"Go to hell," a voice came back. (Probably they thought it was some of the Youngs). Continual yelling brought responses from Detective White and Gaylor, west of the house, and McBride, again down east of the barn. Gaylor ran toward the lane entrance to repeat the shouts, "Come up. Come up. Bring the ambulances." But with the noise in the lane, none could heal. No one started for the house. In desperation. Detective Jones said, "Damn it, Scott, that man is dying. We've got to do something."

Scott said, "What will we do, shall we go to him?" And Jones said, "Yes, we'd better. Give me the shot gun, and I'll dash to the door while you see who it is."

Together in a crouched position they jumped from around the pile of poles and rushed to the wounded man. Jones stuck the muzzle of his gun inside the door, and over his shoulder he said, "Who is it?"

Scott grabbed the dying man by the head and pulled it back and said, "I don't know."

Jones looked over his shoulder and said, "My God, its Wiley Mashburn."

Just then, Deputy Sheriff Wiley Mashburn moved his left arm up in front of his face and dragged his bloody fingers through the wound. Jones and Scott saw the most ghastly sight it had ever been their experience to look upon. It seemed as though some one had taken a long heavy knife and cut Mashburn's head along the brow deep into his skull and peeled it down. His eyes and nose were hanging down over his mouth and chin.

Jones turned around flabbergasted, with his foot and head and gun barrel in the door. Scott grew sick and slumped against the wall. They  remained in these postures for seeming eternity. Jones came to his senses and said, "Scott, there's a fire in the stove." Jones waited. In a moment he added, "My God, there's a dead man on the floor, and then he turned, evidently to see why Scott hadn't answered. Again, he saw Wiley Mashburn run his fingers through the wound and this made him wild. He turned on Scott, "Damn you, Scott, do something. Pick him up. Get him out of here. He's dying. Do something. Damn it. Pick him up, don't stand there. Lift him up."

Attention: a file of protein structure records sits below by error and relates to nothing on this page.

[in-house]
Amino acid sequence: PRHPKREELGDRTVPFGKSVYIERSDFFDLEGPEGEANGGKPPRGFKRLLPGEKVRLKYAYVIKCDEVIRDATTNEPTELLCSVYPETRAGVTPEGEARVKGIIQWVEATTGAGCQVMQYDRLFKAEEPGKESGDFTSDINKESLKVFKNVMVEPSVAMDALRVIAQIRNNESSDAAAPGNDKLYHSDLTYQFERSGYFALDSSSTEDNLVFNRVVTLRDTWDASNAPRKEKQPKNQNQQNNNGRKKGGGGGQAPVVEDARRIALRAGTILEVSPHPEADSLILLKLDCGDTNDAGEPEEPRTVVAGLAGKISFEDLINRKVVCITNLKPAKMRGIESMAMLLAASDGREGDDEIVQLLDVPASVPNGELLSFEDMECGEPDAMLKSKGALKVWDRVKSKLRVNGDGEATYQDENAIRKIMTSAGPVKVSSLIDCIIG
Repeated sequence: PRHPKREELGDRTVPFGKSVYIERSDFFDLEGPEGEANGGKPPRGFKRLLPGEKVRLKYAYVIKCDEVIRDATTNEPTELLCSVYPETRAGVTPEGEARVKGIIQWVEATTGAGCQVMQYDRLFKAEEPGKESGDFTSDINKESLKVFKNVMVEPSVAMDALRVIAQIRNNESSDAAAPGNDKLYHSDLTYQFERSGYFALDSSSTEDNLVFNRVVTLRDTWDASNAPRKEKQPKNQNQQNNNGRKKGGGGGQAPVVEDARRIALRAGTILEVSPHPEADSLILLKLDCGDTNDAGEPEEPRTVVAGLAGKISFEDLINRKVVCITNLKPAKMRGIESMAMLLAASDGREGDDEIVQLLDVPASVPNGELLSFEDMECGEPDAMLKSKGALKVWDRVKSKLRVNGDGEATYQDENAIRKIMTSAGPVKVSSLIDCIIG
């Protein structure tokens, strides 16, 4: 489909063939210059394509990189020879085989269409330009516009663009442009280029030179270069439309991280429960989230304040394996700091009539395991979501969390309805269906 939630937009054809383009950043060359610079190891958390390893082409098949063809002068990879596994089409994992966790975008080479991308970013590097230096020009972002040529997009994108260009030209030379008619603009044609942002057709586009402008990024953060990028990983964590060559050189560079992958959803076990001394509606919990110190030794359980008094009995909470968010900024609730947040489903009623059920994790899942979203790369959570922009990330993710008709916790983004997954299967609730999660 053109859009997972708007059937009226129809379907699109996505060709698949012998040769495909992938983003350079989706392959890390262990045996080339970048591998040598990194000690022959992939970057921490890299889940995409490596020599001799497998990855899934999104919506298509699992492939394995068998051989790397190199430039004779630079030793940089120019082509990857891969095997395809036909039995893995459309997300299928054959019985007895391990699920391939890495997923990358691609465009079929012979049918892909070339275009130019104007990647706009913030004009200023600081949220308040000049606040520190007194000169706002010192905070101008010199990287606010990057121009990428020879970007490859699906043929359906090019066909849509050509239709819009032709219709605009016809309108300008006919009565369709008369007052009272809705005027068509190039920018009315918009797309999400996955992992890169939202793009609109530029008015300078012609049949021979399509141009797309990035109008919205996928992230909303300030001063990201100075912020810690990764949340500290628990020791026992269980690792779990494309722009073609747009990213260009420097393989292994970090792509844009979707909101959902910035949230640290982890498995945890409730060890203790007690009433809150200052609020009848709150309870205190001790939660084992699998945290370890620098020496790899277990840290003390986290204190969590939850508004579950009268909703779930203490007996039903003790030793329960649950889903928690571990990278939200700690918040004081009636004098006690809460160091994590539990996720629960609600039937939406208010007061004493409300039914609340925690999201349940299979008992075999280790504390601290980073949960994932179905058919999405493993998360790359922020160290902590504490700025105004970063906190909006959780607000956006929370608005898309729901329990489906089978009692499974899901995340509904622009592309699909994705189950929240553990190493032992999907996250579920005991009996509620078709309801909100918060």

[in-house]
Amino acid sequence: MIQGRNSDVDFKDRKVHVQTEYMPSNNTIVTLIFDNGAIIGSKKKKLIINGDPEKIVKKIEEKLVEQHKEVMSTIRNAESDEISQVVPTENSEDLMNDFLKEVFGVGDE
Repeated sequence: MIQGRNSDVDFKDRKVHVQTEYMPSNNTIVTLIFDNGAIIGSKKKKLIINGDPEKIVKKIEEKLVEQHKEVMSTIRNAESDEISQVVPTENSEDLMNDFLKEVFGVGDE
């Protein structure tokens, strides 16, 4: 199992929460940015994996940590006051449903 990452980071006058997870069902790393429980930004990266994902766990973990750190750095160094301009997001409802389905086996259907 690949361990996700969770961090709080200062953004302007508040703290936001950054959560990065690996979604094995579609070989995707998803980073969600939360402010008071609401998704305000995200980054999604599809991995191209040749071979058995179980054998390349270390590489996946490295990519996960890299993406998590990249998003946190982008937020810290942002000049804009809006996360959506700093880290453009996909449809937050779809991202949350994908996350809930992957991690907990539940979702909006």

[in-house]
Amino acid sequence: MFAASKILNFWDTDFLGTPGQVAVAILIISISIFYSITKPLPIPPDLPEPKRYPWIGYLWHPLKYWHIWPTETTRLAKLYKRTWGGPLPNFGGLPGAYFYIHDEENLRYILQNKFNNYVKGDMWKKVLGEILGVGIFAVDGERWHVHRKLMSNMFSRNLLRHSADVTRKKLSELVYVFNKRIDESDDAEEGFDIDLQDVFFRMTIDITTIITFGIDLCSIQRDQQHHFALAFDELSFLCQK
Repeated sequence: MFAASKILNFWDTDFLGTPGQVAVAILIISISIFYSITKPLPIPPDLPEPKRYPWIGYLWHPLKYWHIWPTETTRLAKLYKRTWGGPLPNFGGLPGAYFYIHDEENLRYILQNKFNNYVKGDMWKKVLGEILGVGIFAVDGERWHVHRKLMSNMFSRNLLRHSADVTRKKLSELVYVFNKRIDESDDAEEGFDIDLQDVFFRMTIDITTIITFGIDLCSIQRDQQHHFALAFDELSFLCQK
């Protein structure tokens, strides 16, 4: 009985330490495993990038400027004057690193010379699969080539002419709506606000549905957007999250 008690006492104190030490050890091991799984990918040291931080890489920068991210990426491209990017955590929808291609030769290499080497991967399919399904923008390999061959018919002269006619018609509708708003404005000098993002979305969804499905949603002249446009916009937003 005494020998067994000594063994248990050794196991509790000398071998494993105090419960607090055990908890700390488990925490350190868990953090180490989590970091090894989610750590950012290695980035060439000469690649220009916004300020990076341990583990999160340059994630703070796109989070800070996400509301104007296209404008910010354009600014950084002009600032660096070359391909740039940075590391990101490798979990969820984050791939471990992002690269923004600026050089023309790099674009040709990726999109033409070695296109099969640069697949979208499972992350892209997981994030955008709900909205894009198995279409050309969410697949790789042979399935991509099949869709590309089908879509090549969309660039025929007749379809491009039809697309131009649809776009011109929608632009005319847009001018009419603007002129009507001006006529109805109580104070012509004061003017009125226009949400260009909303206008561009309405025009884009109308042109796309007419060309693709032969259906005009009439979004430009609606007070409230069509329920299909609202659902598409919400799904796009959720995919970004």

Stampeded, Scott stepped over and tugged with all his might at Mashburn from behind. But the dying man was heavy, or Scott was weak.

Rescuers found Deputy Crosswhite (1) behind the cellar. Deputy Mashburn was sitting erect at (2). One of the killers is presumed to have taken route (3) to reach Crosswhite while other killer fired at him from dining room window (4). It is thought killers used rear door and route (5) to escape.

He didn't budge an inch, and Scott realized it would be impossible and useless to pick the Deputy up and hold him until the ambulance came.

Noticing Scott's half-hearted attempt, Jones ranted and raved, "What in the hell is the matter with you? Pick that man up. Are you going to let him die right here? Do something. Damn you. Don't stand there like a statue. Lift him up. Take him away. Drag him to the ambulances while I watch the door."

Scott answered back, "Lee, I can't lift him. I can't even drag him. He's too heavy. Let him set on the ground. He's better off. What are we going to do?"

Jones barked, "Do anything, you damned fool. Get those ambulances up here. Drag him over the hill where they are. That man's dying. I'm telling you he can't last long now. Holler for those ambulances. If you can't do anything else, holler, holler loud. Get 'em up here."